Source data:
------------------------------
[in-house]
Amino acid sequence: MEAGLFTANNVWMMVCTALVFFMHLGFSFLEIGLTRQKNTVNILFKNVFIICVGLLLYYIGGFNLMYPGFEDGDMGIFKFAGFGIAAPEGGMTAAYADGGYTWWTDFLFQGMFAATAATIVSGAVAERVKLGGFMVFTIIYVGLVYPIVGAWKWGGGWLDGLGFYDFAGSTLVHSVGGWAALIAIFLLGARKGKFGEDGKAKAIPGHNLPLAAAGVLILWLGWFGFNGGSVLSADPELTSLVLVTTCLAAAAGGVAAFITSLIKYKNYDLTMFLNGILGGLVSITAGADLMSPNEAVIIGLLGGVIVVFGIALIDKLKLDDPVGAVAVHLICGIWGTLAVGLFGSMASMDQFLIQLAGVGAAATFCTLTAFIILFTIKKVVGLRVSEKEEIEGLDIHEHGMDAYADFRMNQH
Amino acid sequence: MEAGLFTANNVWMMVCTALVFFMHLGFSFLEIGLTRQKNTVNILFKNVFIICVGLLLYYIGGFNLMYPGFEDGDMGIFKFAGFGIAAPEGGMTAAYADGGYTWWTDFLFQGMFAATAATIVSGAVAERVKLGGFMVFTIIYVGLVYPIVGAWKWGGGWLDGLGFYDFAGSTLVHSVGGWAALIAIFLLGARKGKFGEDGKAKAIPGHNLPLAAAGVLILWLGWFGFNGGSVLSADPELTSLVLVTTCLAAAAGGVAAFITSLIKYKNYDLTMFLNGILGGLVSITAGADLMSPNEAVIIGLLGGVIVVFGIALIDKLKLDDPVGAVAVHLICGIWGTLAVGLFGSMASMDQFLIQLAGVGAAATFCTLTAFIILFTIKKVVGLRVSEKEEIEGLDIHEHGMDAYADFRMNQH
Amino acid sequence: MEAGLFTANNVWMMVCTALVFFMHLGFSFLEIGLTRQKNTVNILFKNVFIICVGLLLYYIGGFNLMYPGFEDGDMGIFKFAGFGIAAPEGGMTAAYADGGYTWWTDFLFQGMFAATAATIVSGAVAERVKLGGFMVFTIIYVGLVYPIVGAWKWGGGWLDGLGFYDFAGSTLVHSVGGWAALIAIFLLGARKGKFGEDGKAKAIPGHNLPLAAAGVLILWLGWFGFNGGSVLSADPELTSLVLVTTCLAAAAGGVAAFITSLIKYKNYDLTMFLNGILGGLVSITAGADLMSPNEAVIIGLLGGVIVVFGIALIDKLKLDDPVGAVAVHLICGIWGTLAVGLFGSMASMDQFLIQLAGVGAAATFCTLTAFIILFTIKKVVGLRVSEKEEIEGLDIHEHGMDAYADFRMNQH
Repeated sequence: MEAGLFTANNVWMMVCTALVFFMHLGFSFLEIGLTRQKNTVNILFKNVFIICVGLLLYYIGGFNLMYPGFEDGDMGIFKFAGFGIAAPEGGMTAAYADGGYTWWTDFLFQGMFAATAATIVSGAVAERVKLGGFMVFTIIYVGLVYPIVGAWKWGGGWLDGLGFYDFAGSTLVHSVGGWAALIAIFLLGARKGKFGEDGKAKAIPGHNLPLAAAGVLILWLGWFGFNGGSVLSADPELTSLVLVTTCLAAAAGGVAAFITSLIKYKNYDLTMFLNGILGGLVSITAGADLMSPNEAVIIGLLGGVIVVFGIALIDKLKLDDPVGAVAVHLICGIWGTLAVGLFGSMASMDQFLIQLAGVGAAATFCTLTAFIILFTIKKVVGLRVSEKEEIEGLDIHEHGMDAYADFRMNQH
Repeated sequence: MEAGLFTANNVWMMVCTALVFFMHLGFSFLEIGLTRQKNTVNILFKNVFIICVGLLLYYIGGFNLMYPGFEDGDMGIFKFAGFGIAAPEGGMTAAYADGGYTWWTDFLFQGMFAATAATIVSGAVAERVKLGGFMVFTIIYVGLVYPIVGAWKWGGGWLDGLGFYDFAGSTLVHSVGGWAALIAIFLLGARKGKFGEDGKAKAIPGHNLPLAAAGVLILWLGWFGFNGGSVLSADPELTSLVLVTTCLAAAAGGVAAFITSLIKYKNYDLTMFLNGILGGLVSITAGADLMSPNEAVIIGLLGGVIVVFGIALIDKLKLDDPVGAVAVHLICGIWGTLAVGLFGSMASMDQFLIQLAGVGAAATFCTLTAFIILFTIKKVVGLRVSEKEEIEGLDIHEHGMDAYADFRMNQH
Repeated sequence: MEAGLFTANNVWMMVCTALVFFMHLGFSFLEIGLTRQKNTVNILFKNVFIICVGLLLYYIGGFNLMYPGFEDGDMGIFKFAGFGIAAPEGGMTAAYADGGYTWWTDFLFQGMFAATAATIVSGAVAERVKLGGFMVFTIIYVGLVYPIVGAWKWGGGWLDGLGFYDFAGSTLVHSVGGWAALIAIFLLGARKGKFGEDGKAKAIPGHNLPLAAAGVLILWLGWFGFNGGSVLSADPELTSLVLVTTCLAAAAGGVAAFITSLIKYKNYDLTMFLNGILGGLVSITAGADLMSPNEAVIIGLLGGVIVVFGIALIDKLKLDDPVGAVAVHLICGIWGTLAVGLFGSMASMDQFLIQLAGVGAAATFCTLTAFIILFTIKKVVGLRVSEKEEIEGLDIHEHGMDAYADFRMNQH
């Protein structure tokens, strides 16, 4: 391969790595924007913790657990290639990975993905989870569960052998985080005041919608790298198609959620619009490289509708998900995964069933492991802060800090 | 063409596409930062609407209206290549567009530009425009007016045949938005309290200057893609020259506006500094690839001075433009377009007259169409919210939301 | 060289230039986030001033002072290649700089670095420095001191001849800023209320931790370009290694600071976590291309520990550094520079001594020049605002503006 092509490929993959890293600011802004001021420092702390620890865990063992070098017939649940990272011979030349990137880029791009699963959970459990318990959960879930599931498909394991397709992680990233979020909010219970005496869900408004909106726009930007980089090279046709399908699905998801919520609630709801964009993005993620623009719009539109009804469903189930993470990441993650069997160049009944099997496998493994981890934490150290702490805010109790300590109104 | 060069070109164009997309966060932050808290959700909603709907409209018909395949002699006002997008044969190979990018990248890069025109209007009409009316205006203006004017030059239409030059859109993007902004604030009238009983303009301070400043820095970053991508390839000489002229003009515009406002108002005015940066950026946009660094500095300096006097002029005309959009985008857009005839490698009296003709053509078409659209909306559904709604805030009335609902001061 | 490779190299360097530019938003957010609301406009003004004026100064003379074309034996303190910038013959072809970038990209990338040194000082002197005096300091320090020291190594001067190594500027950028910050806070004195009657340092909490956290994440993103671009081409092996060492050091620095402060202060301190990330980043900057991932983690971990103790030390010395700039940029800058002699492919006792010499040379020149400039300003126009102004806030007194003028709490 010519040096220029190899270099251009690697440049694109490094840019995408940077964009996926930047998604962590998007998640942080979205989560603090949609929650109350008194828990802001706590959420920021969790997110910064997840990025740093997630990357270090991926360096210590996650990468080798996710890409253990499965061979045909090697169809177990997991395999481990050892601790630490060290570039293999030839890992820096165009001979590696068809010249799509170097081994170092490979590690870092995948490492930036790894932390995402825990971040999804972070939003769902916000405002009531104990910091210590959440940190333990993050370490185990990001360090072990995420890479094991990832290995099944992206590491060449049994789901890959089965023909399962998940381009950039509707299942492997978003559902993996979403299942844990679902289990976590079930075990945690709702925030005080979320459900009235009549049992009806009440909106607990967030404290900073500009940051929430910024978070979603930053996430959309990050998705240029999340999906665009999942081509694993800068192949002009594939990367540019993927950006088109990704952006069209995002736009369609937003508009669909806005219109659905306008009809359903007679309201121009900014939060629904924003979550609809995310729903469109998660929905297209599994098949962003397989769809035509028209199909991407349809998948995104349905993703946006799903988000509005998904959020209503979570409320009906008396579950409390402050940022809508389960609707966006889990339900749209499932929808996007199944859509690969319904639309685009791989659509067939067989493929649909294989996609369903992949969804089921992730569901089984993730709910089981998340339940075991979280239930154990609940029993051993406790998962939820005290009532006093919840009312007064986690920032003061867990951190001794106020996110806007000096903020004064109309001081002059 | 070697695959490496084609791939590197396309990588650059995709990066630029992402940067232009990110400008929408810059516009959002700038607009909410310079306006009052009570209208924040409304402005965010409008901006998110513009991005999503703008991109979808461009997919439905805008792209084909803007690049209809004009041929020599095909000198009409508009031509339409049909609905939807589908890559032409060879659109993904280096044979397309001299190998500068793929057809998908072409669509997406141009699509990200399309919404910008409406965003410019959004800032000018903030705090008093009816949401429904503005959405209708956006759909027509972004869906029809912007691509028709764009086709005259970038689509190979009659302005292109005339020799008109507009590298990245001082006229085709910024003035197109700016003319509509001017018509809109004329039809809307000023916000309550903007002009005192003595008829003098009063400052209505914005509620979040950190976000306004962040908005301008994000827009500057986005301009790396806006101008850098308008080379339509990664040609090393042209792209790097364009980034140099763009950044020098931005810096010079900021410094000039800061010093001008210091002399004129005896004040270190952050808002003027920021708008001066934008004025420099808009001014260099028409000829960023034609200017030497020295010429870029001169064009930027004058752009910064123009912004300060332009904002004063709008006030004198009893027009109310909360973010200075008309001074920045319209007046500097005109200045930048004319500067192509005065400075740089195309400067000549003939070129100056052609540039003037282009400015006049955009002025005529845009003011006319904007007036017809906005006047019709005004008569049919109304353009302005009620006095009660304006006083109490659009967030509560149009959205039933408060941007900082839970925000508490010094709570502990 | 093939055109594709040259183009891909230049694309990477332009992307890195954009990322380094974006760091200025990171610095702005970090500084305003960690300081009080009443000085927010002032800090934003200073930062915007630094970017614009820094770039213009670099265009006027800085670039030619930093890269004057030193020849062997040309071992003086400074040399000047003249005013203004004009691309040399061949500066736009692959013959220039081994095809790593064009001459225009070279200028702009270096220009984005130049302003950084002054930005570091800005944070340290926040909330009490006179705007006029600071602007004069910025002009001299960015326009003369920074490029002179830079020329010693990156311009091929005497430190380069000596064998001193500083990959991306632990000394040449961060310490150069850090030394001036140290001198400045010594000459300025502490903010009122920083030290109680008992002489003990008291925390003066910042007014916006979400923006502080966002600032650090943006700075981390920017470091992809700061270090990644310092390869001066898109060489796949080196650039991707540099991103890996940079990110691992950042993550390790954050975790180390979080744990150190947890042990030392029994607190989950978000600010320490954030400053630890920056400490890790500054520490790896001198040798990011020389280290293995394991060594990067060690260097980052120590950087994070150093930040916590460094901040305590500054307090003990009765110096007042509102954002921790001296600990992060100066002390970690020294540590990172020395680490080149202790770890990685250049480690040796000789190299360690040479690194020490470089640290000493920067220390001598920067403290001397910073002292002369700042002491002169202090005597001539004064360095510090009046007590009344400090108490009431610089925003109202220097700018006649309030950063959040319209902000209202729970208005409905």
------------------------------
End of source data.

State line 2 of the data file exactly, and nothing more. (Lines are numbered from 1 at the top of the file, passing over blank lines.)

Amino acid sequence: MEAGLFTANNVWMMVCTALVFFMHLGFSFLEIGLTRQKNTVNILFKNVFIICVGLLLYYIGGFNLMYPGFEDGDMGIFKFAGFGIAAPEGGMTAAYADGGYTWWTDFLFQGMFAATAATIVSGAVAERVKLGGFMVFTIIYVGLVYPIVGAWKWGGGWLDGLGFYDFAGSTLVHSVGGWAALIAIFLLGARKGKFGEDGKAKAIPGHNLPLAAAGVLILWLGWFGFNGGSVLSADPELTSLVLVTTCLAAAAGGVAAFITSLIKYKNYDLTMFLNGILGGLVSITAGADLMSPNEAVIIGLLGGVIVVFGIALIDKLKLDDPVGAVAVHLICGIWGTLAVGLFGSMASMDQFLIQLAGVGAAATFCTLTAFIILFTIKKVVGLRVSEKEEIEGLDIHEHGMDAYADFRMNQH